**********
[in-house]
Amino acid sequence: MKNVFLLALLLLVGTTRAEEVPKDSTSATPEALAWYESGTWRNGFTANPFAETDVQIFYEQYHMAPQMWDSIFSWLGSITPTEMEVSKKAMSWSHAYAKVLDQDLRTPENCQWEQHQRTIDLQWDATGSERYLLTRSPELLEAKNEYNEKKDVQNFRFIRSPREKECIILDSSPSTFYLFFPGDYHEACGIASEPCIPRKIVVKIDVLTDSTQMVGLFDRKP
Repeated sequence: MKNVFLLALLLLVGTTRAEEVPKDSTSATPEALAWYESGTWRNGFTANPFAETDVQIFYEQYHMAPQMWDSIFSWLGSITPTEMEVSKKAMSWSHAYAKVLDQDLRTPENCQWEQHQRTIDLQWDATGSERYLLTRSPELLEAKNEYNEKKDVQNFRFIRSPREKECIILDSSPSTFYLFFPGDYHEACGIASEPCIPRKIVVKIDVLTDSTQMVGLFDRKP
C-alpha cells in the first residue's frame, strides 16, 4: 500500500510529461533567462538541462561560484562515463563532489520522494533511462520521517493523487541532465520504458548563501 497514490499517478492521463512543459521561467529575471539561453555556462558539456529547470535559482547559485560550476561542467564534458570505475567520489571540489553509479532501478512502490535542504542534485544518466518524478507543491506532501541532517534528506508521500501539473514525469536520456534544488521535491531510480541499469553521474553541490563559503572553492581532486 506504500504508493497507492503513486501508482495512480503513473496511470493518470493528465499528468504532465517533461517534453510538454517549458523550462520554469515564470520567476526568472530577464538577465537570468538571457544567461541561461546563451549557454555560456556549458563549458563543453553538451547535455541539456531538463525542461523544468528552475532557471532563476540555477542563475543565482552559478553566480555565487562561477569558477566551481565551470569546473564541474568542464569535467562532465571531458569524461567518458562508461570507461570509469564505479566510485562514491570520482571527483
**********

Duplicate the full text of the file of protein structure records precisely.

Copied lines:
[in-house]
Amino acid sequence: MKNVFLLALLLLVGTTRAEEVPKDSTSATPEALAWYESGTWRNGFTANPFAETDVQIFYEQYHMAPQMWDSIFSWLGSITPTEMEVSKKAMSWSHAYAKVLDQDLRTPENCQWEQHQRTIDLQWDATGSERYLLTRSPELLEAKNEYNEKKDVQNFRFIRSPREKECIILDSSPSTFYLFFPGDYHEACGIASEPCIPRKIVVKIDVLTDSTQMVGLFDRKP
Repeated sequence: MKNVFLLALLLLVGTTRAEEVPKDSTSATPEALAWYESGTWRNGFTANPFAETDVQIFYEQYHMAPQMWDSIFSWLGSITPTEMEVSKKAMSWSHAYAKVLDQDLRTPENCQWEQHQRTIDLQWDATGSERYLLTRSPELLEAKNEYNEKKDVQNFRFIRSPREKECIILDSSPSTFYLFFPGDYHEACGIASEPCIPRKIVVKIDVLTDSTQMVGLFDRKP
C-alpha cells in the first residue's frame, strides 16, 4: 500500500510529461533567462538541462561560484562515463563532489520522494533511462520521517493523487541532465520504458548563501 497514490499517478492521463512543459521561467529575471539561453555556462558539456529547470535559482547559485560550476561542467564534458570505475567520489571540489553509479532501478512502490535542504542534485544518466518524478507543491506532501541532517534528506508521500501539473514525469536520456534544488521535491531510480541499469553521474553541490563559503572553492581532486 506504500504508493497507492503513486501508482495512480503513473496511470493518470493528465499528468504532465517533461517534453510538454517549458523550462520554469515564470520567476526568472530577464538577465537570468538571457544567461541561461546563451549557454555560456556549458563549458563543453553538451547535455541539456531538463525542461523544468528552475532557471532563476540555477542563475543565482552559478553566480555565487562561477569558477566551481565551470569546473564541474568542464569535467562532465571531458569524461567518458562508461570507461570509469564505479566510485562514491570520482571527483